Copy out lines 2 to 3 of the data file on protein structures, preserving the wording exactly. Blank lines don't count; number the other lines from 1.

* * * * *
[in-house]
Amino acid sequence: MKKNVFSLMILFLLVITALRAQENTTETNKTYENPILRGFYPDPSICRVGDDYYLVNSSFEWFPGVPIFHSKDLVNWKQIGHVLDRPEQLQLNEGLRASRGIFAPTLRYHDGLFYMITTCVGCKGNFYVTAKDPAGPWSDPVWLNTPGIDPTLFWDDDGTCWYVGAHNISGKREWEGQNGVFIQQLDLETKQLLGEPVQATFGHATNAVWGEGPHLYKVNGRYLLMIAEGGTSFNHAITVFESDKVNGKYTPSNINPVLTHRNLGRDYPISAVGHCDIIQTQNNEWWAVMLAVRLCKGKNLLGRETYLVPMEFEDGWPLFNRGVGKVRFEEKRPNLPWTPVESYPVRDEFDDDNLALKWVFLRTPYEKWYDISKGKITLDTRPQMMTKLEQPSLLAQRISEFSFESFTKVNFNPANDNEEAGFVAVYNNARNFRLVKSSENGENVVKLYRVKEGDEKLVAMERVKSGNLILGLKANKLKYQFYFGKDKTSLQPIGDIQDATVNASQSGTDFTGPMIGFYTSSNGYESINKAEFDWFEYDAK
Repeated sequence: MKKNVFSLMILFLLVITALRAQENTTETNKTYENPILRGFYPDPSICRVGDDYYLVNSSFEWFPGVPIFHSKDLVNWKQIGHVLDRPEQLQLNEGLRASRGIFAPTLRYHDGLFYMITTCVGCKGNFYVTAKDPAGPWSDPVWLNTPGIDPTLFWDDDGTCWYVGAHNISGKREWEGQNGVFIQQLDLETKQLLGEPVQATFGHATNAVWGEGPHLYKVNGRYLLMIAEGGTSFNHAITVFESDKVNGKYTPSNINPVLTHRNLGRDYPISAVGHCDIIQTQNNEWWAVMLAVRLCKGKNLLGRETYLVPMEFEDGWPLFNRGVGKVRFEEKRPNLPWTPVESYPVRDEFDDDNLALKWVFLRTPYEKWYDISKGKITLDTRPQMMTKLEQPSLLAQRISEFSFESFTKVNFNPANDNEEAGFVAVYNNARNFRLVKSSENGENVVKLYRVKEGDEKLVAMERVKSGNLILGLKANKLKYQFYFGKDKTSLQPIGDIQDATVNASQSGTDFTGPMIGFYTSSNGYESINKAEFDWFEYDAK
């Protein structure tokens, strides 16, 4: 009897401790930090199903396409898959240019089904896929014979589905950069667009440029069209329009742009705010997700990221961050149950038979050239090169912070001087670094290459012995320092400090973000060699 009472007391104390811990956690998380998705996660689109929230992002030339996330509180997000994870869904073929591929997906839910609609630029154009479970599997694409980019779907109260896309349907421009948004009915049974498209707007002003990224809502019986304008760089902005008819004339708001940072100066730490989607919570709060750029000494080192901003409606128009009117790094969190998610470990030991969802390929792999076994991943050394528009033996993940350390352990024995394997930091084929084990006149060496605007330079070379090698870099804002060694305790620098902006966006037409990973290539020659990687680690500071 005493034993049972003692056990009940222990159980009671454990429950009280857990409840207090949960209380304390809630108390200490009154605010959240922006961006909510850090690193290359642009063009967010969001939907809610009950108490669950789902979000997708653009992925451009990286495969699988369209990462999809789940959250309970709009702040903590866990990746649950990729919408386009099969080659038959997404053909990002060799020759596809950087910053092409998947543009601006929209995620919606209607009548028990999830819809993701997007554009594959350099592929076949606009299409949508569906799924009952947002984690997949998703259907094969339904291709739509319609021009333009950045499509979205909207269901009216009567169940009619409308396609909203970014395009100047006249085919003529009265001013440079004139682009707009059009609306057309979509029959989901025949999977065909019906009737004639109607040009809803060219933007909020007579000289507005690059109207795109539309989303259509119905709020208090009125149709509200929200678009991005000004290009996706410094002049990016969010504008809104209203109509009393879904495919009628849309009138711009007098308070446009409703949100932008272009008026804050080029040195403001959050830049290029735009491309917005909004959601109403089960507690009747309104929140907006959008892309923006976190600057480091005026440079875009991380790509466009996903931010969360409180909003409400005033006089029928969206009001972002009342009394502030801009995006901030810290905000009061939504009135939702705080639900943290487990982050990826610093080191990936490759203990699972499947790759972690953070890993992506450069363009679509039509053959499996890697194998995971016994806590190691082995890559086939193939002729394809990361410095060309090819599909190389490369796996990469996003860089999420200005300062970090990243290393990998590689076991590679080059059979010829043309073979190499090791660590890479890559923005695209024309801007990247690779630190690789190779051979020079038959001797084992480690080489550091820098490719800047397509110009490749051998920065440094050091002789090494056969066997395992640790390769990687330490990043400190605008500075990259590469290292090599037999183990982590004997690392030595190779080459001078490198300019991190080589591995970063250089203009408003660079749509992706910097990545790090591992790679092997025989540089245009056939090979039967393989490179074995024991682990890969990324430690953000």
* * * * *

Amino acid sequence: MKKNVFSLMILFLLVITALRAQENTTETNKTYENPILRGFYPDPSICRVGDDYYLVNSSFEWFPGVPIFHSKDLVNWKQIGHVLDRPEQLQLNEGLRASRGIFAPTLRYHDGLFYMITTCVGCKGNFYVTAKDPAGPWSDPVWLNTPGIDPTLFWDDDGTCWYVGAHNISGKREWEGQNGVFIQQLDLETKQLLGEPVQATFGHATNAVWGEGPHLYKVNGRYLLMIAEGGTSFNHAITVFESDKVNGKYTPSNINPVLTHRNLGRDYPISAVGHCDIIQTQNNEWWAVMLAVRLCKGKNLLGRETYLVPMEFEDGWPLFNRGVGKVRFEEKRPNLPWTPVESYPVRDEFDDDNLALKWVFLRTPYEKWYDISKGKITLDTRPQMMTKLEQPSLLAQRISEFSFESFTKVNFNPANDNEEAGFVAVYNNARNFRLVKSSENGENVVKLYRVKEGDEKLVAMERVKSGNLILGLKANKLKYQFYFGKDKTSLQPIGDIQDATVNASQSGTDFTGPMIGFYTSSNGYESINKAEFDWFEYDAK
Repeated sequence: MKKNVFSLMILFLLVITALRAQENTTETNKTYENPILRGFYPDPSICRVGDDYYLVNSSFEWFPGVPIFHSKDLVNWKQIGHVLDRPEQLQLNEGLRASRGIFAPTLRYHDGLFYMITTCVGCKGNFYVTAKDPAGPWSDPVWLNTPGIDPTLFWDDDGTCWYVGAHNISGKREWEGQNGVFIQQLDLETKQLLGEPVQATFGHATNAVWGEGPHLYKVNGRYLLMIAEGGTSFNHAITVFESDKVNGKYTPSNINPVLTHRNLGRDYPISAVGHCDIIQTQNNEWWAVMLAVRLCKGKNLLGRETYLVPMEFEDGWPLFNRGVGKVRFEEKRPNLPWTPVESYPVRDEFDDDNLALKWVFLRTPYEKWYDISKGKITLDTRPQMMTKLEQPSLLAQRISEFSFESFTKVNFNPANDNEEAGFVAVYNNARNFRLVKSSENGENVVKLYRVKEGDEKLVAMERVKSGNLILGLKANKLKYQFYFGKDKTSLQPIGDIQDATVNASQSGTDFTGPMIGFYTSSNGYESINKAEFDWFEYDAK